First, if elected, Castillo is likely to be a weak president. He has neither Correa’s popularity, Chávez’s military background, nor Morales’ social base. He has a tenuous relationship with his own party, Peru Libre, which won a slim plurality of seats in the Congress, just 37 of the total 130.
Second, he faces powerful opponents. Peru’s electorate is conservative, especially in Lima. Memories of the internal conflict between 1980 and 2000 linger painfully. A fragmented but virulently anti-communist right-wing opposition aligned with powerful media and corporate groups will be tough opponents; some already talk about a possible coup.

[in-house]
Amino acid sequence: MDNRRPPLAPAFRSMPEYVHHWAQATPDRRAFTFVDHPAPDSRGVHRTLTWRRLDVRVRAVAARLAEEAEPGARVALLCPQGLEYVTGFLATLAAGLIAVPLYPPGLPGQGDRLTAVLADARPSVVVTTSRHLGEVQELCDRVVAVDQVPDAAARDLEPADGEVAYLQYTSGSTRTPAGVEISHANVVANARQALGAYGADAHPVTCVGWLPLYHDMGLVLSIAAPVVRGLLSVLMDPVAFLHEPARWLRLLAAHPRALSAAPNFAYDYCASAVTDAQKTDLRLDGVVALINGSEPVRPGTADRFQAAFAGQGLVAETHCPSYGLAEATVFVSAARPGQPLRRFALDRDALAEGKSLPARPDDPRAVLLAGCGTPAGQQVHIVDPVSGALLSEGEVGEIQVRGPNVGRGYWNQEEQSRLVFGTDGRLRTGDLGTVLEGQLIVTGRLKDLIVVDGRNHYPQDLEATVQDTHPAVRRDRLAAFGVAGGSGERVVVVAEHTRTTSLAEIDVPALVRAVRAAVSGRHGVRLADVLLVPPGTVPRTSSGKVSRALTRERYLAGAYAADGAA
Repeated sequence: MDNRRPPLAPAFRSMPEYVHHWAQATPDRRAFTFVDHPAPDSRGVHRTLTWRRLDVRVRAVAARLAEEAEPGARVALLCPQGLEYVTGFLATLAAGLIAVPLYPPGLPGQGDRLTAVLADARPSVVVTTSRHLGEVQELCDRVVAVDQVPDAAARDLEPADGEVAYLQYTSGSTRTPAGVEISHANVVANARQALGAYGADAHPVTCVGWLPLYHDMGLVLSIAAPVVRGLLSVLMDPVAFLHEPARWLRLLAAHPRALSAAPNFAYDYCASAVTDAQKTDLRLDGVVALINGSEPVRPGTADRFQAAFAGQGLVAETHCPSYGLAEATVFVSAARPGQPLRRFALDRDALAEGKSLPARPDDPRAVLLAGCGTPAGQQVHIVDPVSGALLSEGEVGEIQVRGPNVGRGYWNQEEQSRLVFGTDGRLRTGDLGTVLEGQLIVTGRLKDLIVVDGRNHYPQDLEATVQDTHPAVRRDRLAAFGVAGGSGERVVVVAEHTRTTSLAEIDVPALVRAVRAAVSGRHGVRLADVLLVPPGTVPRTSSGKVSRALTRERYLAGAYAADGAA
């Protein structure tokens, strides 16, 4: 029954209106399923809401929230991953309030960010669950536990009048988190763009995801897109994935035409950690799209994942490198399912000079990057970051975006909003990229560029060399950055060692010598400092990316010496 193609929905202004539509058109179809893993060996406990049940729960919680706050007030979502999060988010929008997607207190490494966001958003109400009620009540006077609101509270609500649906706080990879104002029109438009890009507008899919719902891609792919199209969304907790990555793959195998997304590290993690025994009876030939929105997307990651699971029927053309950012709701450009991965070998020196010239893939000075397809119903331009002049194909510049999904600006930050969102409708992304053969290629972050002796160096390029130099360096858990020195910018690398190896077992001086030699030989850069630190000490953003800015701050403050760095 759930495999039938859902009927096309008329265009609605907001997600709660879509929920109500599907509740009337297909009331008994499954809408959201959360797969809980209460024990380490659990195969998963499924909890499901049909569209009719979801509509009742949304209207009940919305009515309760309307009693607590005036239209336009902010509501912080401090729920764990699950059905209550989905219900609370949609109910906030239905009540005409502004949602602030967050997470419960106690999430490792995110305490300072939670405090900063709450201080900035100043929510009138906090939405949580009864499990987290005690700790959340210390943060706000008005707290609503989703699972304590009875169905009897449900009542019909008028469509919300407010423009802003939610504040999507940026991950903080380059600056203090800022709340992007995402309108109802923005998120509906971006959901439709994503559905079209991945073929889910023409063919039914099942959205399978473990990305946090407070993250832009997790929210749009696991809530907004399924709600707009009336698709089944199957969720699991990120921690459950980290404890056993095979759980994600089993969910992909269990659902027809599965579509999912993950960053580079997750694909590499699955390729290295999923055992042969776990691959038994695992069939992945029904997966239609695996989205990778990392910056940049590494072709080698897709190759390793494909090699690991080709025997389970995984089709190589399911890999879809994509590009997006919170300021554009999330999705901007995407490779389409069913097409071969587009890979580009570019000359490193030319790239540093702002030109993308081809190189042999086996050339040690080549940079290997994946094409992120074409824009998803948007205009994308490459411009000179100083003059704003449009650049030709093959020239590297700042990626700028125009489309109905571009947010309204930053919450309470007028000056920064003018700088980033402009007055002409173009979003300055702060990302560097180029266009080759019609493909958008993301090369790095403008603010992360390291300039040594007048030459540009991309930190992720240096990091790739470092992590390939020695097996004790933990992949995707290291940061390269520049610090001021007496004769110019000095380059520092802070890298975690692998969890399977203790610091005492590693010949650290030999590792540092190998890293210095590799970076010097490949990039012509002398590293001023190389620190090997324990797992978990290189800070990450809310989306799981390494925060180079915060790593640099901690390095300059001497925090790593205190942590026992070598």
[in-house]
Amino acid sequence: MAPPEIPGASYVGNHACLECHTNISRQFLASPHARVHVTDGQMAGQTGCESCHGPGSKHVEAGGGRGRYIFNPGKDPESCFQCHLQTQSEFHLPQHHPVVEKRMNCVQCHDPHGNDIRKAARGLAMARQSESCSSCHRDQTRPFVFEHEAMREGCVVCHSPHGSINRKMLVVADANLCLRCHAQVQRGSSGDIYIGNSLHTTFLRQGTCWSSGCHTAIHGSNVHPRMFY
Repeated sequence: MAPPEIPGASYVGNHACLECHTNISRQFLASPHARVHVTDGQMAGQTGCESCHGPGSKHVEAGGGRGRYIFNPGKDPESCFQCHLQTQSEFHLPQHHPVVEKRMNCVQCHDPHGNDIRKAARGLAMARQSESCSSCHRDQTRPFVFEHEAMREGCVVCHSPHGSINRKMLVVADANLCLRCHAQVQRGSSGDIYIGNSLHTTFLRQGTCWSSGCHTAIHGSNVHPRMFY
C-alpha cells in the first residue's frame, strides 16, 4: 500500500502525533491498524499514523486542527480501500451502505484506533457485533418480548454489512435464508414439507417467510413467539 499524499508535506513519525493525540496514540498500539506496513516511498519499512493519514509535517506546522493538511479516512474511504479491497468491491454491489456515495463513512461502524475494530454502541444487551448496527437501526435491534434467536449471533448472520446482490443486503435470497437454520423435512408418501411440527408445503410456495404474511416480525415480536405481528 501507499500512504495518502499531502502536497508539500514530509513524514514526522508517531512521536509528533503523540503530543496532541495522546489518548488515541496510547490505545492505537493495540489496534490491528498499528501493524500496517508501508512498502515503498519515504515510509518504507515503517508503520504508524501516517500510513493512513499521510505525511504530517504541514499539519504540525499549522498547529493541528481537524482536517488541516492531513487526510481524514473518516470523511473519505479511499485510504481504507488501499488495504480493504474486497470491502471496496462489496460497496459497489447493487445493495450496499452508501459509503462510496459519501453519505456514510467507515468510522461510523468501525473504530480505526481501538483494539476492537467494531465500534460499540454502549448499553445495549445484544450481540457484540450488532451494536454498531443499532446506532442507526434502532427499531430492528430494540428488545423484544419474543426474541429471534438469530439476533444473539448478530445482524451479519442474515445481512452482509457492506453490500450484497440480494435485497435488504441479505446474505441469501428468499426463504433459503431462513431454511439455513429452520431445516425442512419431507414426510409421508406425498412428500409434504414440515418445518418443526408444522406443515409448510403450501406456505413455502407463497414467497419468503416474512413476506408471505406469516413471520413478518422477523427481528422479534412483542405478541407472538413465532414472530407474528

Third, Castillo has pledged respect for the constitution and made alliances with moderate left-wing candidate Veronica Mendoza’s Juntos por el Perú, repudiating Cerrón’s suggestion that the left should seize power and stay there.
Constitutional change is therefore unlikely to derail democracy. A recent poll showed that over half the electorate supports constitutional change. Having committed himself to respecting the 1993 Constitution until it is replaced, however, Castillo will have to work within Article 206. That prohibits constitutional reform without the prior approval of congress, followed by a referendum.
The alternative: an accord on constitutional reform